He also discussed plans to draw up the capital’s first cultural infrastructure plan involving key arts figures and organisations from the Tate to Adele and Idris Elba to identify what it needs to remain globally competitive and keep London’s “cultural crown” over the next 15 years and beyond."

Ah well, and how many times have we heard this kind of "let new blossoms bloom " cant over the past fifty years yet nothing changes. The real problem that no-one will actually address is the appalling state of Art and design higher education which is long over due for a root and branch reform. The present incumbents care not a fig, and are presiding over the greatest decline in visual arts education in the UK since WW2. They are busy removing it from secondary schools where it can be relegated to after hours - alongside sport as prescribed in the budget yesterday. Free schools and academies no longer have to teach art and the national curriculum is now completely defunct. Secondary schools have a deepening staffing crisis. The YBA's are ageing badly and the internet has replaced the gallery system. Which puts Sir Nicholas's complaints in a sad light. As the Kipling put it ; 
"Or watch the things you gave your life to, broken,
And stoop and build ’em up with worn-out tools:"
There will be no building up with worn out tools anytime soon!

Wednesday, March 09, 2016

Mark Wallinger

It is significant that there is little or no art being promoted today that deals with the great issues of the day - one may ask why this is so? Why is there so little serious agitprop being produced by contemporary artists? This is a serious question,  - is it that artists are no longer interested in dealing with serious political issues because they see their role as entertaining or amusing patrons and not as in the recent past challenging the status quo? It's not as though there are serious issues from the current US election, to the problems in Syria, and the migrant crisis.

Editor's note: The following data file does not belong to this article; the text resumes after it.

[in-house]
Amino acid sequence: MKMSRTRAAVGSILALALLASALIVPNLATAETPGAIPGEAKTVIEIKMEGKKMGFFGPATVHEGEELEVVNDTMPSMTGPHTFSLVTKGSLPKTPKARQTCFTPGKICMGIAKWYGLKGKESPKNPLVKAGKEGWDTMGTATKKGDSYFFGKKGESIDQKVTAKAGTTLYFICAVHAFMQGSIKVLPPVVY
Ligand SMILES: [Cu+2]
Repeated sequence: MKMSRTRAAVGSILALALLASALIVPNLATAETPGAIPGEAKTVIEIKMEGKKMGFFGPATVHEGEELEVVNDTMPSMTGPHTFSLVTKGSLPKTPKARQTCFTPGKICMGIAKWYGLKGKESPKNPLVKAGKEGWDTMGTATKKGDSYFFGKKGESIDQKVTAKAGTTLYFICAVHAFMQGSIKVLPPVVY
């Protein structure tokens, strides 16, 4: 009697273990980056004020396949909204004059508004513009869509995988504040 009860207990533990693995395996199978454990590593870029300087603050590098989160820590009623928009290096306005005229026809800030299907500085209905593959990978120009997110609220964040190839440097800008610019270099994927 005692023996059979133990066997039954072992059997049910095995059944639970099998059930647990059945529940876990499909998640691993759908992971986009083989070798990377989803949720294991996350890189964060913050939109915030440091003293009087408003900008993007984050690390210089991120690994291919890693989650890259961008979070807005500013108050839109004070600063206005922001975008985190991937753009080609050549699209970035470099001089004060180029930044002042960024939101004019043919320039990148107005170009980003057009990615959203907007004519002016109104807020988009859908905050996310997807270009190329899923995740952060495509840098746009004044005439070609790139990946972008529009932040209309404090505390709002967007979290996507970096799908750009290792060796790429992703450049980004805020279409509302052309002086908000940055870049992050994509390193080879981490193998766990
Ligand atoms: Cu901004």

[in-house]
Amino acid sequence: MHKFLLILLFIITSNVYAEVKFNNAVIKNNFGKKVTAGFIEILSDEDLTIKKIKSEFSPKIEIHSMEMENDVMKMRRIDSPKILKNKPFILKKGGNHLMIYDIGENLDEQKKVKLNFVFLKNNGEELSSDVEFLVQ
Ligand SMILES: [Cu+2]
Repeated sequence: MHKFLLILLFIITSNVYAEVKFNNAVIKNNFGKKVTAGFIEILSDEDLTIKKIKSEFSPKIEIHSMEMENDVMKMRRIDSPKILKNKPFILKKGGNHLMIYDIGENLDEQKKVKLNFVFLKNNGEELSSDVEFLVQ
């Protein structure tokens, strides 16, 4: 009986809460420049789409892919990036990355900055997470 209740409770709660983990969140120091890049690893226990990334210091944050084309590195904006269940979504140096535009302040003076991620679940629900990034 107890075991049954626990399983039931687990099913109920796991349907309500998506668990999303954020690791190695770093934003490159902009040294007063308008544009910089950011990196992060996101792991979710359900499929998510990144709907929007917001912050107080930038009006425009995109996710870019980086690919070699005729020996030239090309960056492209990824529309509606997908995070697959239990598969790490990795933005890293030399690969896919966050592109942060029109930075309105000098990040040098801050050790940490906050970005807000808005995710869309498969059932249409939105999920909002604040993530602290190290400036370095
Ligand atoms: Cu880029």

Meanwhile Mark Wallinger is in the news with a show at Hauser and Wirth London called ID. The usual critics line up to hype it up with praise.  Needless to say it contains some thin ideas, including filming his shadow. The best thing has has done recently has used a 3D printer to reproduce a horse.

However this is as nothing as compared with the issues thrown up by the V and A exhibition based upon the Botticelli Venus. It had to happen sooner or later, but this is a truly shocking exhibition for a major public gallery to mount. The fact is that here two unwitting curators have given cultural vandalism a spurious and undeserved validity. Boyd Tonkin in the Independent writes ; "The museum has assembled perhaps the grossest heap of kitsch and dross ever to litter its eclectic exhibition halls."

The fact is that the net is rife with art abuse courtesy of net site worth 1000 which showed the kinds of trash produced by kids and the feeble minded who believe any old master painting was game for Photoshop modification. The result is always meaningless rubbish that has the ultimate effect of degrading the true value of the original artwork. Interestingly the plug has been pulled on the website Worth1000 which no longer exists and this is a very good thing. Try typing Mona Lisa modified into Google image search and observe the thousands of dross images. This photoshop abuse has moved on to other great paintings and here in the V and A there are soft porn versions of Venus given spurious and stupid validity as if in some way equal to the original Botticelli.
The original becomes contaminated, because the truth is self evident - Not all images are created equal!